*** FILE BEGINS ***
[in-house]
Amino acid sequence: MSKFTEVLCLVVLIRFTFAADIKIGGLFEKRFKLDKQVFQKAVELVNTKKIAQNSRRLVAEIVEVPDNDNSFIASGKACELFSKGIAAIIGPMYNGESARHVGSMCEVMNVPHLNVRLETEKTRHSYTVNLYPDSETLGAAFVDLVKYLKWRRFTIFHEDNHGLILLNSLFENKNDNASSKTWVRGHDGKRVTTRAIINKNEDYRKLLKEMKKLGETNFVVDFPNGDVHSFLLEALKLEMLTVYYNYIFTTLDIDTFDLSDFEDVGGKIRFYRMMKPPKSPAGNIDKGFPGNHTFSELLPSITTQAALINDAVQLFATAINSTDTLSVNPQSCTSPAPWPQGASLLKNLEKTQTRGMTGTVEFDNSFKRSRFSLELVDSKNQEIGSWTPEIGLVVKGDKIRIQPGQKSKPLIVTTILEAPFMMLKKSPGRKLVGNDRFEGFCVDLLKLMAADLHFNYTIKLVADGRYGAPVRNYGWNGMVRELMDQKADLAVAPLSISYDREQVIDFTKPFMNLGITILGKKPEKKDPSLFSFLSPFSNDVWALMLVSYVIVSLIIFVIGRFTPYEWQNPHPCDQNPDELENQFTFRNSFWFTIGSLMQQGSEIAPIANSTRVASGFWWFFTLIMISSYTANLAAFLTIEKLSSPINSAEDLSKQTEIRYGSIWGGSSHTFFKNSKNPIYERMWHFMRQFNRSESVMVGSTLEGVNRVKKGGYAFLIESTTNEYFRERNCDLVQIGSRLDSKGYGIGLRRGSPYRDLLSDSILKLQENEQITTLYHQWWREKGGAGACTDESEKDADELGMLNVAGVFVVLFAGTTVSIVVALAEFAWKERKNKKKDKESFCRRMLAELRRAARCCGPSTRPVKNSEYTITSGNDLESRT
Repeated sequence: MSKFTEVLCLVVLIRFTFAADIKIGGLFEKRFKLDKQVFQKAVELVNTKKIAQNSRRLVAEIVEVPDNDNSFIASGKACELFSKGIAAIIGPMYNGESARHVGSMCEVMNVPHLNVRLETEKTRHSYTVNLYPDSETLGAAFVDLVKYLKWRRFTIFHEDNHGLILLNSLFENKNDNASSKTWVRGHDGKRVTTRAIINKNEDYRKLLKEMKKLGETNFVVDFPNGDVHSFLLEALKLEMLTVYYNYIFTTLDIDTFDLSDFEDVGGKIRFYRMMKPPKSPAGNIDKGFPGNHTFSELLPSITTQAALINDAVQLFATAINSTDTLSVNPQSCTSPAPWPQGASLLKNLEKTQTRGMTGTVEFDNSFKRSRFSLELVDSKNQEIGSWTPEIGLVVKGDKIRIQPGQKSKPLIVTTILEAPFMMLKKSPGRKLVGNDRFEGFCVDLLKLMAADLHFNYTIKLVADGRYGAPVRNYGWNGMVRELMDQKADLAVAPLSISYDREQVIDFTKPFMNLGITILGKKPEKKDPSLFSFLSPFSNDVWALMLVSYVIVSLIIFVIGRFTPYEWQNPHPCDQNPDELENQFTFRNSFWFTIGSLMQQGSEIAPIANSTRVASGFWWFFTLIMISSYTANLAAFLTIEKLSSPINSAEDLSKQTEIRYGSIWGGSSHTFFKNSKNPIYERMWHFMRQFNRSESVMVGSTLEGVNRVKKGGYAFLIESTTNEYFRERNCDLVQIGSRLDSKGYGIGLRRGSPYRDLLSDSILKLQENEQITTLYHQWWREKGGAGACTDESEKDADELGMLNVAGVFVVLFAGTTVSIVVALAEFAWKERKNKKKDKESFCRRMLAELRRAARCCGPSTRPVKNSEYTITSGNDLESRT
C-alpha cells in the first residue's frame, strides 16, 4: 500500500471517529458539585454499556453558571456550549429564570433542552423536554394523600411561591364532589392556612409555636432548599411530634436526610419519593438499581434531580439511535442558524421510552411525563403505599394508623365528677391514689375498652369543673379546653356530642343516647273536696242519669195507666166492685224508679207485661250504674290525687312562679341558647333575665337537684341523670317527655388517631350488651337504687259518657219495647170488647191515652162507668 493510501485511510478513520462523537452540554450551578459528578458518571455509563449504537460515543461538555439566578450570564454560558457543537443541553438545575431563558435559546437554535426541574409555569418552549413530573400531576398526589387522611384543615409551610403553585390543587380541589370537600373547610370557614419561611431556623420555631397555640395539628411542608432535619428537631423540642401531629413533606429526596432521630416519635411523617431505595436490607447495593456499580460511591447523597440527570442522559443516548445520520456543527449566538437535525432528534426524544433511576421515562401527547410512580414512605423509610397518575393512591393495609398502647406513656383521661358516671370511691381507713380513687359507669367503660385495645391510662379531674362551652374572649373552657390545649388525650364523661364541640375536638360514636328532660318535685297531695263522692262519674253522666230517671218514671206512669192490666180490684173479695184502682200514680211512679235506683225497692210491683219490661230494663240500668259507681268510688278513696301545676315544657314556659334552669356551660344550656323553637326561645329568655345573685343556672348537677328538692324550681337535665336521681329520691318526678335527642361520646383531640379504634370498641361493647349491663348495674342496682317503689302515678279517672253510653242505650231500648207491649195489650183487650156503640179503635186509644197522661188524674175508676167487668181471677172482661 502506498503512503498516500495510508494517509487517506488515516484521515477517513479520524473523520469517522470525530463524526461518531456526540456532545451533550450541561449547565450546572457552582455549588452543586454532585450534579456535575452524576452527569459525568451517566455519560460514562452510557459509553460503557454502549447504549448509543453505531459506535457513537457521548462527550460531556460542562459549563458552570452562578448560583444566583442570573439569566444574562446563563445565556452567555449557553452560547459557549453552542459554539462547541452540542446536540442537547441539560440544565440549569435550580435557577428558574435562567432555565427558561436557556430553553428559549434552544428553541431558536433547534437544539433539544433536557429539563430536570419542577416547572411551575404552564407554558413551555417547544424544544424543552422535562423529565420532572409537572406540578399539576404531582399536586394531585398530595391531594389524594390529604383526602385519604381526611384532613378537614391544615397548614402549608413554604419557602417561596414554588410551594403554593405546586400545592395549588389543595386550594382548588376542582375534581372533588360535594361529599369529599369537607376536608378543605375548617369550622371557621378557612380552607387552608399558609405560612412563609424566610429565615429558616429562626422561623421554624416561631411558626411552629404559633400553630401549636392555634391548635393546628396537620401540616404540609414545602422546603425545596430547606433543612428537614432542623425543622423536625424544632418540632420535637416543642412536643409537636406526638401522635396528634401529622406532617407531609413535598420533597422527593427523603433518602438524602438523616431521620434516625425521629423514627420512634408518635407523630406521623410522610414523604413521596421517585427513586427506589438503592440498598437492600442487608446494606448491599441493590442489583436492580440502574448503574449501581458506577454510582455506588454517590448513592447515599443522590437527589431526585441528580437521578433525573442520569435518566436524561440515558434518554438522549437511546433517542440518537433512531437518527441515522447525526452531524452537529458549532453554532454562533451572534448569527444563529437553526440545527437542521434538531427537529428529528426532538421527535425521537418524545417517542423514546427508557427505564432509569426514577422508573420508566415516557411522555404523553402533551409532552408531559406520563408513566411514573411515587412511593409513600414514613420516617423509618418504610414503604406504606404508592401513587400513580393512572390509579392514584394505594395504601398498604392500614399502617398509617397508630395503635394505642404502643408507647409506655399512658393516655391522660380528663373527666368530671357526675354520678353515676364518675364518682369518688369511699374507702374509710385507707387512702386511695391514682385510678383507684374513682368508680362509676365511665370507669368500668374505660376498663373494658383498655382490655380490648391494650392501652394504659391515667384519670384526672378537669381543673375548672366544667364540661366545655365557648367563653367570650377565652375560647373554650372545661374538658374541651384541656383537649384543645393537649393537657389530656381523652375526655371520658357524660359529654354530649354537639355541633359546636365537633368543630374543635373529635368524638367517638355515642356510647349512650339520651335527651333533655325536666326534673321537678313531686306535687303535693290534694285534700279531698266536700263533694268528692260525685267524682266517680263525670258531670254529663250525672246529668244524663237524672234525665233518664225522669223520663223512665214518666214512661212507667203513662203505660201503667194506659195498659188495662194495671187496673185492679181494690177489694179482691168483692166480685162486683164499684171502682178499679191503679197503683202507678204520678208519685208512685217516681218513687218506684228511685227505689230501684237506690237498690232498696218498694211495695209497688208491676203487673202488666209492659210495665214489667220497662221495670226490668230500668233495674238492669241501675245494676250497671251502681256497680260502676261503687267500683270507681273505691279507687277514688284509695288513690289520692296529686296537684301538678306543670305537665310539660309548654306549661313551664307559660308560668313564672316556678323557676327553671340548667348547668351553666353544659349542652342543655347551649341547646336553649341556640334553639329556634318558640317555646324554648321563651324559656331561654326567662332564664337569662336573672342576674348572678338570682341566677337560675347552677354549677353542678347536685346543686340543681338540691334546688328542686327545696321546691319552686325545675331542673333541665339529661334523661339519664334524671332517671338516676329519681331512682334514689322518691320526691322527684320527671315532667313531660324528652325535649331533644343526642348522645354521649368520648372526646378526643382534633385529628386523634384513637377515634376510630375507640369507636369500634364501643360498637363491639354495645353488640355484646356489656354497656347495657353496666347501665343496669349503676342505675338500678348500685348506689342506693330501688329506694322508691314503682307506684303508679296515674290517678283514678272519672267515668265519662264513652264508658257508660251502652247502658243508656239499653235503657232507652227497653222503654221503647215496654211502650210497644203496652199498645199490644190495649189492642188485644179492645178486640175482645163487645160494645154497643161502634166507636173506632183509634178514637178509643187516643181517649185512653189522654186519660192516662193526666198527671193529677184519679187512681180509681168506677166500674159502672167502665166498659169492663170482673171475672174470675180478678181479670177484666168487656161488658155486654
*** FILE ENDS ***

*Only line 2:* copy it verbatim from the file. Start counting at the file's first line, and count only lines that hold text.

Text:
Amino acid sequence: MSKFTEVLCLVVLIRFTFAADIKIGGLFEKRFKLDKQVFQKAVELVNTKKIAQNSRRLVAEIVEVPDNDNSFIASGKACELFSKGIAAIIGPMYNGESARHVGSMCEVMNVPHLNVRLETEKTRHSYTVNLYPDSETLGAAFVDLVKYLKWRRFTIFHEDNHGLILLNSLFENKNDNASSKTWVRGHDGKRVTTRAIINKNEDYRKLLKEMKKLGETNFVVDFPNGDVHSFLLEALKLEMLTVYYNYIFTTLDIDTFDLSDFEDVGGKIRFYRMMKPPKSPAGNIDKGFPGNHTFSELLPSITTQAALINDAVQLFATAINSTDTLSVNPQSCTSPAPWPQGASLLKNLEKTQTRGMTGTVEFDNSFKRSRFSLELVDSKNQEIGSWTPEIGLVVKGDKIRIQPGQKSKPLIVTTILEAPFMMLKKSPGRKLVGNDRFEGFCVDLLKLMAADLHFNYTIKLVADGRYGAPVRNYGWNGMVRELMDQKADLAVAPLSISYDREQVIDFTKPFMNLGITILGKKPEKKDPSLFSFLSPFSNDVWALMLVSYVIVSLIIFVIGRFTPYEWQNPHPCDQNPDELENQFTFRNSFWFTIGSLMQQGSEIAPIANSTRVASGFWWFFTLIMISSYTANLAAFLTIEKLSSPINSAEDLSKQTEIRYGSIWGGSSHTFFKNSKNPIYERMWHFMRQFNRSESVMVGSTLEGVNRVKKGGYAFLIESTTNEYFRERNCDLVQIGSRLDSKGYGIGLRRGSPYRDLLSDSILKLQENEQITTLYHQWWREKGGAGACTDESEKDADELGMLNVAGVFVVLFAGTTVSIVVALAEFAWKERKNKKKDKESFCRRMLAELRRAARCCGPSTRPVKNSEYTITSGNDLESRT